Like sound waves the ribbon spreads across the site, providing a pleasant acoustical environment for every-one. The ribbon flows up and down, intertwining every function on the site and creating natural paths to walk along, beneath and upon, all the way from arriving at the site to the stage area where the performance will be enjoyed. Along the way, the ribbon provides several different functions to create a unique experience for the visitors interacting with it.

SOU

ND RIB

BON

THE Linda Xiao Lisa Kollberg Spencer Mason Wall Floor Roof Shelter Reflector Absorbant Speakers Lights Sound barrier Navigation Structure for Acoustical

PRODUCED BY AN AUTODESK STUDENT VERSION

PRODUCED BY AN AUTODESK STUDENT VERSION

PRODUCED BY AN AUTODESK STUDENT VERSION

PRODUCED BY AN AUTODESK STUDENT VERSION

Ballet performance as seen from the cave.

STAGE AREA Section A-A LAWN AREA Section B-B ENTRANCE AREA Scale 1:1000 REHEARSAL BUILDING Scale 1:1000

By arranging shuttle bus trans-portation and taxi services on the site, the visitors are encouraged to leave their cars at home and to arrive and depart from the site collectively for environmental pur-poses. A large shuttle bus station is situated right outside the en-trance building in order to facilitate the arrival and departure of large crowds of visitors, as well as a taxi parking lot for convenient trans-portation. However, there is a large underground garage in case any-one would prefer to arrive by car.

The staff and performers’ entrance is located one one end of the rib-bon, separated from the visitors’ entrance. The different functional areas for the staff and perform-ers are designed to resemble the structure of the cave in the stage area with small rock-like volumes and are placed inside a building be-neath the ribbon with glass walls, allowing people outside to catch a glimpse of the inside. All the areas are accessible through passages between the rock structures and are connected with the ribbon as the roof.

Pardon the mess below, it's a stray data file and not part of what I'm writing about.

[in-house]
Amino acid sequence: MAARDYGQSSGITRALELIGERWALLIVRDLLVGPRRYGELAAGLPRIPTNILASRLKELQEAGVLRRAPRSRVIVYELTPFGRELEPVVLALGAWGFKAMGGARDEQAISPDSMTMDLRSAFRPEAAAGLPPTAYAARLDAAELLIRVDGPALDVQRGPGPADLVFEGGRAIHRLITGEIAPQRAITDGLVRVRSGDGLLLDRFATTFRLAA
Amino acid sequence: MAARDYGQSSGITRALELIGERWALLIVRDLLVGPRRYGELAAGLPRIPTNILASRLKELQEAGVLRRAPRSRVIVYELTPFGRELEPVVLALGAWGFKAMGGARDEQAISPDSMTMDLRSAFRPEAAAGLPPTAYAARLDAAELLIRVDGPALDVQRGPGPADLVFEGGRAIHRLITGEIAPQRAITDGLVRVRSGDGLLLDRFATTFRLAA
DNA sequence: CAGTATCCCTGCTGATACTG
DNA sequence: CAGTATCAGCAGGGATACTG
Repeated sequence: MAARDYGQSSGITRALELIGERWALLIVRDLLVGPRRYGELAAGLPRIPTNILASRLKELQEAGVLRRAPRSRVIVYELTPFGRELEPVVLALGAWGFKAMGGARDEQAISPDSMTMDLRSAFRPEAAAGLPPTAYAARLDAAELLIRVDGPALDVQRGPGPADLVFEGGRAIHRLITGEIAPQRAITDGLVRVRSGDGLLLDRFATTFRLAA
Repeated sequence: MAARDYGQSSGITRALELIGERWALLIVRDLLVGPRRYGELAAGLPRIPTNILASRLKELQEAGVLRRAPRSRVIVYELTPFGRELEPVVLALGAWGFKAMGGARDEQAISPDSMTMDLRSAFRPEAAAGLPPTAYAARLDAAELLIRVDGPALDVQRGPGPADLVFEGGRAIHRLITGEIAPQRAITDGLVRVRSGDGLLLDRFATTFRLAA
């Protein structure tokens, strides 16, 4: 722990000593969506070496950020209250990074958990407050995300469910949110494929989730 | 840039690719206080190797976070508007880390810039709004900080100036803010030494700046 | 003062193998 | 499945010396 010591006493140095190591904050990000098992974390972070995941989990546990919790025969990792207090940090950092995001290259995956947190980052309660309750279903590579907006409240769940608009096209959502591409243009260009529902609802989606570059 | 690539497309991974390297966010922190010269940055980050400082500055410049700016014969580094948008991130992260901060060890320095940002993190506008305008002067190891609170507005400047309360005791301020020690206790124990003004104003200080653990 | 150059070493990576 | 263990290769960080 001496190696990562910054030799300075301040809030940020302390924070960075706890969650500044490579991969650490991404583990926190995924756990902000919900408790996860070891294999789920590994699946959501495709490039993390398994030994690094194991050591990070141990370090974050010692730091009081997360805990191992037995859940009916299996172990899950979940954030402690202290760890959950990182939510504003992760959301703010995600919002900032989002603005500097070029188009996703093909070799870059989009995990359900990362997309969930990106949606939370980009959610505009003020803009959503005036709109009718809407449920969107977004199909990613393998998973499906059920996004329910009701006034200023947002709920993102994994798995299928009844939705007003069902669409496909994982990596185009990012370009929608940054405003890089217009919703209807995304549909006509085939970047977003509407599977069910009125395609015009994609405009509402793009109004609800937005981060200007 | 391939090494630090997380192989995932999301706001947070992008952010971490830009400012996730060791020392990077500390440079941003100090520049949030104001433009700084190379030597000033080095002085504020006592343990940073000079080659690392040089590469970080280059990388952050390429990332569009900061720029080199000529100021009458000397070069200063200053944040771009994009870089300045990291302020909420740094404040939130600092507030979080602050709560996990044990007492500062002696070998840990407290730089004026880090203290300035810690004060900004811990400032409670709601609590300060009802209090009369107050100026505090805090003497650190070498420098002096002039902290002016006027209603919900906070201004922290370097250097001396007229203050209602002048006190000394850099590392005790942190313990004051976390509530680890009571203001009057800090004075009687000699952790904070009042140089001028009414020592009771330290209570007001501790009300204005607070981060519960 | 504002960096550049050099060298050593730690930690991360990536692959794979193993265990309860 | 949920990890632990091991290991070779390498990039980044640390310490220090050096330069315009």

BETWEEN ROCKS ARRIVE TOGETHER

Reverberation time (T-30) Rehearsal room and stage

Scale 1:500

ACOUSTICS

FAMILIAR ENVIRONMENT

The acoustical properties in the re-hearsal room resemble the acous-tics of the stage in order for the performers to rehearse in a familiar environment. The main materials in the rehearsal room are plywood and curtains with stone floor to re-semble the stage. As seen in the graph, the reverberation time in the rehearsal room is similar to the re-verberation time on stage.

3 2.5 2 1.5 1 0.5 0 103 s Hz

Presentation boards as shown on the final critique, May 7th 2020.

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Like sound waves the ribbon spreads across the site,

provid-ing a pleasant acoustical environment for everyone. The

rib-bon flows up and down, intertwining every function on the site

and creating natural paths to walk along, beneath and upon,

all the way from arriving at the site to the stage area where the

performance will be enjoyed. Along the way, the ribbon

pro-vides several different functions to create a unique experience